You will probably also want some sort of way to manage "funding" by some sort of meter or something. Kind of like in the Civilization 4 expansion that had the Espionage percentage or whatever it was called. Basically this influenced how much of your efforts were gaining intelligence on your friends and enemies. The more effort you put in (the higher percentage), the faster and easier it was to get that intel.

Finally we get down to missions. There would probably be a few different types of missions. You have your intel gathering ones, used to keep an eye on your enemy. So if you notice he's building lots of aircraft, you can focus on anti-aircraft etc. Then the sabotage ones, where you damage or destroy some sort of building in a city, or an improvement on a tile such as a vital bridge or whatever. Then also to extend inteligence gathering there would be counter-intelligence, to where you want to see what they know about you and other people/players.

If you wanted you could take a skill/talent tree approach for your individual spies. They could put point into a tree to improve their chances of a mission type, and finally when they get really high up the tree they not only have a good chance at completing a mission but getting some sort of bonus for it. Such as bonus information, or the ability to steal part of a technology/research as an example. An example of a skill on the tree would be some sort of technique or tool, such as plastic explosives, or the use of dead drops to assist in intelligence gathering success rate.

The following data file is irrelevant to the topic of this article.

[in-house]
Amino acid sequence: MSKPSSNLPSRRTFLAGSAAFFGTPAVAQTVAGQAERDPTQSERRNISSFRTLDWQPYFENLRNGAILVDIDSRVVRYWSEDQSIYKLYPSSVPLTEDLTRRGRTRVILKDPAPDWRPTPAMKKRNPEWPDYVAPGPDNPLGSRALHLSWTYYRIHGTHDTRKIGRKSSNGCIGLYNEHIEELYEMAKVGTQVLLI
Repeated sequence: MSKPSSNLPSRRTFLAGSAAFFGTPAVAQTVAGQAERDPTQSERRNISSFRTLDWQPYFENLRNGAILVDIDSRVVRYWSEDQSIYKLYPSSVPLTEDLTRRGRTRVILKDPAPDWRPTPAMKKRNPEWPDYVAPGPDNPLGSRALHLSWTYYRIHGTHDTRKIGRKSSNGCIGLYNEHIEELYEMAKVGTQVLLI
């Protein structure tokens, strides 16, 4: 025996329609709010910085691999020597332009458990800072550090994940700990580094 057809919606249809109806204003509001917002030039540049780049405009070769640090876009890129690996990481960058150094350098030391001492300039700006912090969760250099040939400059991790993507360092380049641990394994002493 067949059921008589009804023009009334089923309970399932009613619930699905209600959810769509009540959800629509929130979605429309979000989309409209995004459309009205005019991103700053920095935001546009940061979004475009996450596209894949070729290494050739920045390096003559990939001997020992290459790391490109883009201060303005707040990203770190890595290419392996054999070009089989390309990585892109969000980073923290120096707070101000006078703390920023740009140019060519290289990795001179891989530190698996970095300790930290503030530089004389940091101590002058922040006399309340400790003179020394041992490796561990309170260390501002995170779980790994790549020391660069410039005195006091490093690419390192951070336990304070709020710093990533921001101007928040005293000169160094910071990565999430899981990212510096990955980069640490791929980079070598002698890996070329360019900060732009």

Also don't forget disinformation. The more points and money you put into your networks security, the better. You could have a disinformation menu where you can make it so that if your effort is high enough, that when someone collects intelligence on you, they get funky information. You would choose to have them see you building something else, such as if you want to make them think a large tank army is going to be rolling through their door, only to find out later you made a fairly large bomber squadron, that can change the game completely if they didn't prepare for that. Also the more money you put in, the harder it is for them to bribe your people, and the easier it is for you to bribe theirs. I'm sure this could also affect the identification and capture rate of enemy spies as well.

I'm sure I'm barely scratching the surface, but I wanted to bring some of these things up as ideas and points to consider. I don't think you should spend too much work visually on espionage other than a model to move around the map, and a GUI system for the skill tree if you use it, and also one to send them on missions based on type and destination. I hope this helps you consider how to approach adding espionage concepts into your game!